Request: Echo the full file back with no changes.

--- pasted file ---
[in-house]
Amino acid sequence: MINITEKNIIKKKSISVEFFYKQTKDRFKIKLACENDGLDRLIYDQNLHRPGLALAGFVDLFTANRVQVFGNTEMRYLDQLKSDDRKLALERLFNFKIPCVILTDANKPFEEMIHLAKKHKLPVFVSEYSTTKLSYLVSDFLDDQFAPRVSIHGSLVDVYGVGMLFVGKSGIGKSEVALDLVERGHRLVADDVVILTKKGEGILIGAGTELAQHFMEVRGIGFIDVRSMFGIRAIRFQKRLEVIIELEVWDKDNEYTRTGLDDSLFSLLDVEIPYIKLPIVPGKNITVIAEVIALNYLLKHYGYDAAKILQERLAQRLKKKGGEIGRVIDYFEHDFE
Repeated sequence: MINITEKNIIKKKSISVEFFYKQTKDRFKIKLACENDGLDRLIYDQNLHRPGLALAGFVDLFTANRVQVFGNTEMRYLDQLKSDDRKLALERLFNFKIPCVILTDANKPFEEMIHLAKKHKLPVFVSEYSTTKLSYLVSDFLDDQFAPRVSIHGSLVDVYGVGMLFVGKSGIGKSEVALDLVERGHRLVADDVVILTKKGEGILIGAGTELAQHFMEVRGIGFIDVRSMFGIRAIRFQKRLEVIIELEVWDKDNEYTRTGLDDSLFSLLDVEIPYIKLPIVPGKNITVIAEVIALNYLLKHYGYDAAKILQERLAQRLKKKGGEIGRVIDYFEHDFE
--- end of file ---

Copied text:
[in-house]
Amino acid sequence: MINITEKNIIKKKSISVEFFYKQTKDRFKIKLACENDGLDRLIYDQNLHRPGLALAGFVDLFTANRVQVFGNTEMRYLDQLKSDDRKLALERLFNFKIPCVILTDANKPFEEMIHLAKKHKLPVFVSEYSTTKLSYLVSDFLDDQFAPRVSIHGSLVDVYGVGMLFVGKSGIGKSEVALDLVERGHRLVADDVVILTKKGEGILIGAGTELAQHFMEVRGIGFIDVRSMFGIRAIRFQKRLEVIIELEVWDKDNEYTRTGLDDSLFSLLDVEIPYIKLPIVPGKNITVIAEVIALNYLLKHYGYDAAKILQERLAQRLKKKGGEIGRVIDYFEHDFE
Repeated sequence: MINITEKNIIKKKSISVEFFYKQTKDRFKIKLACENDGLDRLIYDQNLHRPGLALAGFVDLFTANRVQVFGNTEMRYLDQLKSDDRKLALERLFNFKIPCVILTDANKPFEEMIHLAKKHKLPVFVSEYSTTKLSYLVSDFLDDQFAPRVSIHGSLVDVYGVGMLFVGKSGIGKSEVALDLVERGHRLVADDVVILTKKGEGILIGAGTELAQHFMEVRGIGFIDVRSMFGIRAIRFQKRLEVIIELEVWDKDNEYTRTGLDDSLFSLLDVEIPYIKLPIVPGKNITVIAEVIALNYLLKHYGYDAAKILQERLAQRLKKKGGEIGRVIDYFEHDFE